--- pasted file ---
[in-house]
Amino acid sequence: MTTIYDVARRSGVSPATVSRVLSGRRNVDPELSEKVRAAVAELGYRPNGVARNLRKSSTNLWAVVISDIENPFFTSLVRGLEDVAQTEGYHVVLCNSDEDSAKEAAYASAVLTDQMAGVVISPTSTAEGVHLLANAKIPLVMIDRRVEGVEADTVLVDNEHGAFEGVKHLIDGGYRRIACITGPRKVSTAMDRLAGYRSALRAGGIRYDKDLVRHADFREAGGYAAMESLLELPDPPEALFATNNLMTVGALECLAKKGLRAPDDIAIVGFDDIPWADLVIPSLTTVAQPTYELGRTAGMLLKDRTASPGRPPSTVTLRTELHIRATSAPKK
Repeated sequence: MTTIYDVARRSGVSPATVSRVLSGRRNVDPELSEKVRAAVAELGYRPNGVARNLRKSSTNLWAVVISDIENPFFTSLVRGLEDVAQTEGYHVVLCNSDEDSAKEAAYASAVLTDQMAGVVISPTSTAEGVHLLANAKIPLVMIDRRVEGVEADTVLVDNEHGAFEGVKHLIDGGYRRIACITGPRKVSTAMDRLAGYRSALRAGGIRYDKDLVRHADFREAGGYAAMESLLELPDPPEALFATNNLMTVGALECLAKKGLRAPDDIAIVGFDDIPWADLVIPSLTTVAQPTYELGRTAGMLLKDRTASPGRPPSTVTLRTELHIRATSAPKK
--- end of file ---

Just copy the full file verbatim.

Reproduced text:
[in-house]
Amino acid sequence: MTTIYDVARRSGVSPATVSRVLSGRRNVDPELSEKVRAAVAELGYRPNGVARNLRKSSTNLWAVVISDIENPFFTSLVRGLEDVAQTEGYHVVLCNSDEDSAKEAAYASAVLTDQMAGVVISPTSTAEGVHLLANAKIPLVMIDRRVEGVEADTVLVDNEHGAFEGVKHLIDGGYRRIACITGPRKVSTAMDRLAGYRSALRAGGIRYDKDLVRHADFREAGGYAAMESLLELPDPPEALFATNNLMTVGALECLAKKGLRAPDDIAIVGFDDIPWADLVIPSLTTVAQPTYELGRTAGMLLKDRTASPGRPPSTVTLRTELHIRATSAPKK
Repeated sequence: MTTIYDVARRSGVSPATVSRVLSGRRNVDPELSEKVRAAVAELGYRPNGVARNLRKSSTNLWAVVISDIENPFFTSLVRGLEDVAQTEGYHVVLCNSDEDSAKEAAYASAVLTDQMAGVVISPTSTAEGVHLLANAKIPLVMIDRRVEGVEADTVLVDNEHGAFEGVKHLIDGGYRRIACITGPRKVSTAMDRLAGYRSALRAGGIRYDKDLVRHADFREAGGYAAMESLLELPDPPEALFATNNLMTVGALECLAKKGLRAPDDIAIVGFDDIPWADLVIPSLTTVAQPTYELGRTAGMLLKDRTASPGRPPSTVTLRTELHIRATSAPKK